710 BSB bolster security around FOB Shank
LOGAR PROVINCE, Afghanistan -- 1st Lt. Alicia Morrison, a platoon leader with Company A, 710th Brigade Support Battalion, and her interpreter Zee talk to a village elder to gather information during a patrol outside Forward Operating Base Shank, July 25. (Photo by U.S. Army Spc. Matthew Thompson, 5th Mobile Public Affairs Detachment)

LOGAR PROVINCE, Afghanistan - Company A Soldiers with 710th Brigade Support Battalion, 3rd Brigade Combat Team, 10th Mountain Division, had a two-fold mission, July 25, gather information from local Afghan citizens and provide a presence in the area to prevent attacks from insurgents outside Forward Operating Base Shank.

In March, the company consisting of truckers, fuel specialists and water purification specialists switched roles from running convoys up to Bagram Air Field to going on patrols and interacting with locals.

"Our biggest challenge was changing our mindset from convoys to doing the patrols," said Staff Sgt. Fred Crose, platoon sergeant, Co. A, "We're the first BSB to do this."

The trucks rolled to a stop outside a small village five kilometers from FOB Shank and the Soldiers quickly dismounted.

On foot, they spread out and searched the area for anything that may have indicated that insurgents had been in the area.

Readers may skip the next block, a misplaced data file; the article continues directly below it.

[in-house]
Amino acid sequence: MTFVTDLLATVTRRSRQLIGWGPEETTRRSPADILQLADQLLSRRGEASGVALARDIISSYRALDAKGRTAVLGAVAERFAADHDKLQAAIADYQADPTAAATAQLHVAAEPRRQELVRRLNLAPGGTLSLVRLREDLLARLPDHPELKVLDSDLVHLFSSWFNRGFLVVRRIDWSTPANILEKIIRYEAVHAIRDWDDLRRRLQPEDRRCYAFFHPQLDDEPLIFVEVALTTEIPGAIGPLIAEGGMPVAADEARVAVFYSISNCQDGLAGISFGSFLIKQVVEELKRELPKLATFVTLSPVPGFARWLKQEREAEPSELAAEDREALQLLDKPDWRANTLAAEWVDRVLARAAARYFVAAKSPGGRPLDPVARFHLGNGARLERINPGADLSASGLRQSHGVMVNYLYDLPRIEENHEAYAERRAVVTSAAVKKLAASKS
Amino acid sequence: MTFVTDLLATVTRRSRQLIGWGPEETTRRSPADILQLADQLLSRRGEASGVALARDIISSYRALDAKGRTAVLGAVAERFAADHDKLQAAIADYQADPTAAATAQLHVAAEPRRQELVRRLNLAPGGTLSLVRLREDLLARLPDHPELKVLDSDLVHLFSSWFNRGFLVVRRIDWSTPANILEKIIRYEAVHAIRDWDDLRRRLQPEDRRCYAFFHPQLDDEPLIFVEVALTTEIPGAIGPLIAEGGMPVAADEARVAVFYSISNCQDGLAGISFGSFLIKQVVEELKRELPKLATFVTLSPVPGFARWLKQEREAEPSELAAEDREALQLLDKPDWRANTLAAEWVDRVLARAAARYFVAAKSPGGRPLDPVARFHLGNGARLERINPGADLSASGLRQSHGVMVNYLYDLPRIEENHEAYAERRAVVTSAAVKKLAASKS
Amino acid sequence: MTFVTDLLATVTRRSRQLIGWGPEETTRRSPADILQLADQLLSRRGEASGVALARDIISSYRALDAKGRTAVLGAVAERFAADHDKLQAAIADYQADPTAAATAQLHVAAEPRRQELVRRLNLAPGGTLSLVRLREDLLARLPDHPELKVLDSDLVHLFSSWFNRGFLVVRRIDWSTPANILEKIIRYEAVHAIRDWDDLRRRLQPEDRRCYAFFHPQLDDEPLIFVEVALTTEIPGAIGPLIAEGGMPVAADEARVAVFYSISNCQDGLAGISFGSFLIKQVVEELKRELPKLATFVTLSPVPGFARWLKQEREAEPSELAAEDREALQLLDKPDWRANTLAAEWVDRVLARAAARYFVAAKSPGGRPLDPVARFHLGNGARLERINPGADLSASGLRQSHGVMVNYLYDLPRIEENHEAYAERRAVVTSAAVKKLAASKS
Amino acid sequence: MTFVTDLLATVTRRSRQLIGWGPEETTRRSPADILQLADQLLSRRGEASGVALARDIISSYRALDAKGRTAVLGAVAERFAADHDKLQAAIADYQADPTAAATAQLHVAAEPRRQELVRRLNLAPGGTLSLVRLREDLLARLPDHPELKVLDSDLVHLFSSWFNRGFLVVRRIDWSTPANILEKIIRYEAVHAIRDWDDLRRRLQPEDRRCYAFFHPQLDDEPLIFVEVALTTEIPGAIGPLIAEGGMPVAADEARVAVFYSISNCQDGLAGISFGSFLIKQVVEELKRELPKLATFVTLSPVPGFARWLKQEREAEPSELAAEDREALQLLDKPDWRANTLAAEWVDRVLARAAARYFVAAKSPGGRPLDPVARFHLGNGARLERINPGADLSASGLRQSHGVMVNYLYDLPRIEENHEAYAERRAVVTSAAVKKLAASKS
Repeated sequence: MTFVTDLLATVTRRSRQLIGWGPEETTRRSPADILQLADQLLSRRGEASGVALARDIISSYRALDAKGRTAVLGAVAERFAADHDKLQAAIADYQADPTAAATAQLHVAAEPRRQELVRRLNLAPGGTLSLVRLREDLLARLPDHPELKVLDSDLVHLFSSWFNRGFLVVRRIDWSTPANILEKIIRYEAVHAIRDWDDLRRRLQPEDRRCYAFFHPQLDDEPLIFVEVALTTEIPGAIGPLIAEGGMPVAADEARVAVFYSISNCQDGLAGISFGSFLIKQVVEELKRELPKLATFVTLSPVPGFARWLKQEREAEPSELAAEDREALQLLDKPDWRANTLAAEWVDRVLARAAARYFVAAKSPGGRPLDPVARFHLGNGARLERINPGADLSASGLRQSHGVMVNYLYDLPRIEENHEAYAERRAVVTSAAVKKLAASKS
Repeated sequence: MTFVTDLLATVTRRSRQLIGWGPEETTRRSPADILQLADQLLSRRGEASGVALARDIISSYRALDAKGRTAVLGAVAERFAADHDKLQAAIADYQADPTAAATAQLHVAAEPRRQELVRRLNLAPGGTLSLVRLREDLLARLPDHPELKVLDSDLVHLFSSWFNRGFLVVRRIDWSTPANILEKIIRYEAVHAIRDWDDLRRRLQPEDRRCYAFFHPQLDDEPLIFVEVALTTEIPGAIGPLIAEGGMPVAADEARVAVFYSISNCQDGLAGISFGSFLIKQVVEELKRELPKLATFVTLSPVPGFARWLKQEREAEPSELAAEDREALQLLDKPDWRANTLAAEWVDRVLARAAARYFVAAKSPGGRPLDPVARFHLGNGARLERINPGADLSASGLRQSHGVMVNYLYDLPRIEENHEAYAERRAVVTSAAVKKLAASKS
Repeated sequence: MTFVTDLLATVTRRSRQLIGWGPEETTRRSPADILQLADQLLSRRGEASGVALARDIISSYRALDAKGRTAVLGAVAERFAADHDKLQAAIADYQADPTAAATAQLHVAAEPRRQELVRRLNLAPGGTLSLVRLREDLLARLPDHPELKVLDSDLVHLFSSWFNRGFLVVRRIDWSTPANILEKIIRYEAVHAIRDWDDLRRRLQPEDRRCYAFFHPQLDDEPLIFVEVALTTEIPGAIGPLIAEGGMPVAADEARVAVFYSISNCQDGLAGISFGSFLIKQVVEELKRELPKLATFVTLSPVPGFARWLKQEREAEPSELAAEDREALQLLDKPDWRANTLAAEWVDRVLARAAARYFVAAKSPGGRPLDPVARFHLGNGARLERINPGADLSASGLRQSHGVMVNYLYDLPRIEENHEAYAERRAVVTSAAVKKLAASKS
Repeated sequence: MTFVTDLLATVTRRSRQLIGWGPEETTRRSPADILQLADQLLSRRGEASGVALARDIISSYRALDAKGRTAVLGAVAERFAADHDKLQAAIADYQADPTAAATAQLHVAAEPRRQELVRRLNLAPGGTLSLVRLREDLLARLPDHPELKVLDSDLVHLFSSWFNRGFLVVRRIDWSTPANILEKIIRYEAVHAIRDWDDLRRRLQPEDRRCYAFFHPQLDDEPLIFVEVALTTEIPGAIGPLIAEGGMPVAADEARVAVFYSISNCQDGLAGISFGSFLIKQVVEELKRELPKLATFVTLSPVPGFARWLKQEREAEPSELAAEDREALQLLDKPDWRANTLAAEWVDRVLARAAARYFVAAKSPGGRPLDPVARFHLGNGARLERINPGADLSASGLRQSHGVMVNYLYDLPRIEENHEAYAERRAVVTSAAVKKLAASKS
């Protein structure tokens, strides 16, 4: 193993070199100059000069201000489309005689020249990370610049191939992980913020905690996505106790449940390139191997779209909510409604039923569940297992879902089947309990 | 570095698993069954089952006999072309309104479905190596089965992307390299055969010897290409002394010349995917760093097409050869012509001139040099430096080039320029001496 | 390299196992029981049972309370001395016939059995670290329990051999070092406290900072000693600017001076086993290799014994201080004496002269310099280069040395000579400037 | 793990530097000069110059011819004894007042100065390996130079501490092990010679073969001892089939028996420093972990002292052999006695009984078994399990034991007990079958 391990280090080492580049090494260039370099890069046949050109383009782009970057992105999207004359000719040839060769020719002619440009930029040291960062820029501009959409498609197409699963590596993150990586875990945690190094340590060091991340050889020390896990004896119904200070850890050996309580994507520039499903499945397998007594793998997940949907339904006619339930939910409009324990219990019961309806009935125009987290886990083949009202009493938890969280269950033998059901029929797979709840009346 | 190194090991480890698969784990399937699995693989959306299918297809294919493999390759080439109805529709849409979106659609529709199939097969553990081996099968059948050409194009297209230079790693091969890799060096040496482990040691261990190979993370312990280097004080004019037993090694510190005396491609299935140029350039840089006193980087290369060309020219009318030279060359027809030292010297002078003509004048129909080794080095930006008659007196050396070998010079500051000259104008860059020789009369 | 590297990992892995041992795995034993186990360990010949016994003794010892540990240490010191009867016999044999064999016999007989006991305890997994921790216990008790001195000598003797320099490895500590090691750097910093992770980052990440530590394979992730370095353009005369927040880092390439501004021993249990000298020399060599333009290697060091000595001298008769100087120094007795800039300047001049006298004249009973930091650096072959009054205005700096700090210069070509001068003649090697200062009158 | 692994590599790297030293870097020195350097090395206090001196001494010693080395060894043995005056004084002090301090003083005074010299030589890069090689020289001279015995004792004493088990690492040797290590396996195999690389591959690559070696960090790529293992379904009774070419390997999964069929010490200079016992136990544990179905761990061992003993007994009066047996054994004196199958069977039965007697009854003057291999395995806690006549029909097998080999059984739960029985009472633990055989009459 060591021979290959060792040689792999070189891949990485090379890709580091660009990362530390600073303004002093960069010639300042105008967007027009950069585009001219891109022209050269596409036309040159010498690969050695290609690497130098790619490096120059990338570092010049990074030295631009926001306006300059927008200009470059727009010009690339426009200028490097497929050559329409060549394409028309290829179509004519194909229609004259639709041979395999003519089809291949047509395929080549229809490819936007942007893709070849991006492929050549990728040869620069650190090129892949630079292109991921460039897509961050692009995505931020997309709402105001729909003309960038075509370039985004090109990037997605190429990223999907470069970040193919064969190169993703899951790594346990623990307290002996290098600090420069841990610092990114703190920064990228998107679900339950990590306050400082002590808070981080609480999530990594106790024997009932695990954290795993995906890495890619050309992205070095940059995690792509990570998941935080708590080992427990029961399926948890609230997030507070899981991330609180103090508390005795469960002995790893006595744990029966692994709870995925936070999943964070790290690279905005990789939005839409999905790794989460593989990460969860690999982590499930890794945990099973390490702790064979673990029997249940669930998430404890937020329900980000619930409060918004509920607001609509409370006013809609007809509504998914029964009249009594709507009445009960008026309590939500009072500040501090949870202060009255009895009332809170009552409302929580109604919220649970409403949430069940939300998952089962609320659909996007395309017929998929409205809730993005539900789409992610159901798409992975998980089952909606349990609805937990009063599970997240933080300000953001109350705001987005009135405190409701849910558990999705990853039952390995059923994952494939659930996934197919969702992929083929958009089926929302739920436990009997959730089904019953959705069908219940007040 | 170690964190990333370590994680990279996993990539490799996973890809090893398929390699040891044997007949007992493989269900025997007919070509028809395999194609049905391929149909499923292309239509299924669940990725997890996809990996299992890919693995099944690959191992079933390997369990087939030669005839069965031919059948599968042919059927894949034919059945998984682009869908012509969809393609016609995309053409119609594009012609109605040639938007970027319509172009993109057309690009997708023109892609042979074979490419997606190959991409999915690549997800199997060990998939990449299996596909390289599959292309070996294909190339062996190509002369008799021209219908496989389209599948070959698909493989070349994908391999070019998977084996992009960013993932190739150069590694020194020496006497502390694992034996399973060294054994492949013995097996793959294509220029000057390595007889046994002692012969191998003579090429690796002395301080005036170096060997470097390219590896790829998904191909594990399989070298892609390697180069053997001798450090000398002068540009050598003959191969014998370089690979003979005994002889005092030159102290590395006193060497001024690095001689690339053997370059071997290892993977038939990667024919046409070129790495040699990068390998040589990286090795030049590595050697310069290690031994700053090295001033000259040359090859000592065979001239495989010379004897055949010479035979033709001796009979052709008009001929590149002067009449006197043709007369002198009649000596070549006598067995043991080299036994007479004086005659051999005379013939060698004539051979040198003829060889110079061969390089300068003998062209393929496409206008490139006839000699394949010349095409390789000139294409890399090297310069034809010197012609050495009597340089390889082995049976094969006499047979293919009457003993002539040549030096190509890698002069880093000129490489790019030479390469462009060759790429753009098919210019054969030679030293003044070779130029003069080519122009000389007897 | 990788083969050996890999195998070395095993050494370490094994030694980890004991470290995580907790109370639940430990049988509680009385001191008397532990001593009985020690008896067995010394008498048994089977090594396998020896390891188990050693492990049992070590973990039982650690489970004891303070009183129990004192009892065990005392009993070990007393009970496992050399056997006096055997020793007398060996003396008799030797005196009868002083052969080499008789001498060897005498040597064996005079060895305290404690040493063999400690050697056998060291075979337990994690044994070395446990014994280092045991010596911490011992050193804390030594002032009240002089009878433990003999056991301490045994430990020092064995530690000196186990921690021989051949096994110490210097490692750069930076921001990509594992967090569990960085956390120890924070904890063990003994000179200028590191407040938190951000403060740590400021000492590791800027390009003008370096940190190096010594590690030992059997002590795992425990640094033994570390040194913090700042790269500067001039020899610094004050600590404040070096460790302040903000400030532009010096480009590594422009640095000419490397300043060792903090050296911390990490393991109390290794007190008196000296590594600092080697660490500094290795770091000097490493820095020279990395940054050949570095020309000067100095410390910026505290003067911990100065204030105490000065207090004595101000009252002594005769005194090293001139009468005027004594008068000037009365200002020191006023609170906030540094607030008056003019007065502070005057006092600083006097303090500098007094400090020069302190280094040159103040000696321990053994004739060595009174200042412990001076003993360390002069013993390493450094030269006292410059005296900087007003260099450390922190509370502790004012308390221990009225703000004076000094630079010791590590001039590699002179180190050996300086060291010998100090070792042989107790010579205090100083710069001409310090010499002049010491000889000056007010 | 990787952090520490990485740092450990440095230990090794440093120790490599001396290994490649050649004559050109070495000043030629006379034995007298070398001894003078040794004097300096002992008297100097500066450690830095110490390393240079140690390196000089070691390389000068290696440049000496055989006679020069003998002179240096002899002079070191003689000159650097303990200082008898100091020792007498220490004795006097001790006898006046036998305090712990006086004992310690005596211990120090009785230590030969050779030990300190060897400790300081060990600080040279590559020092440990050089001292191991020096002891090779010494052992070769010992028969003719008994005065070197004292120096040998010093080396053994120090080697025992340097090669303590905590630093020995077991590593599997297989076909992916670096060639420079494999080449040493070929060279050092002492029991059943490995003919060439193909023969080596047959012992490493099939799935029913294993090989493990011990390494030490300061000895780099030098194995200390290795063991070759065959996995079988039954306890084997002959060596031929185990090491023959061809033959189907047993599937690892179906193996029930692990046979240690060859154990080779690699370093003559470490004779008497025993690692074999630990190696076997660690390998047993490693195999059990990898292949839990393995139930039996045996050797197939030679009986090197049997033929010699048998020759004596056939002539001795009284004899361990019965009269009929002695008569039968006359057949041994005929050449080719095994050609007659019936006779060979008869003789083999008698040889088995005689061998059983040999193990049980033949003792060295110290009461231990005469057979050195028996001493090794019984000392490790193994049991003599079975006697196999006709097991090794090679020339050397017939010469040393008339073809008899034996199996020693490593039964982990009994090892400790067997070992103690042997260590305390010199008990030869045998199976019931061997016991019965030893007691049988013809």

"We're protecting the villages and the good people in the area," said 1st Lt. Alicia Morrison, the platoon leader. "Overall it's a sweet mission to improve the life of the people in this area and on the FOB."

While on patrol, the platoon also tries to include counter-insurgency techniques, which help to build trust with the locals according to Morrison.

"When they see us out here they know we're protecting them also," Morrison added. "When we came out here the other day, a man approached us and informed us of an improvised explosive device. Not only were we able to locate the IED, but we also caught the trigger man."

With the change of missions came another set of challenges and expectations; interacting with Afghan citizens.

The unit came up with the idea of a climate survey to gauge how the locals felt and if they knew about the International Security Assistance Forces in their area.

"Most people know that ISAF is here to help," Morrison said.

"Hopefully, some of them are sleeping better at night," added Crose.

Page last updated Sun August 2nd, 2009 at 06:52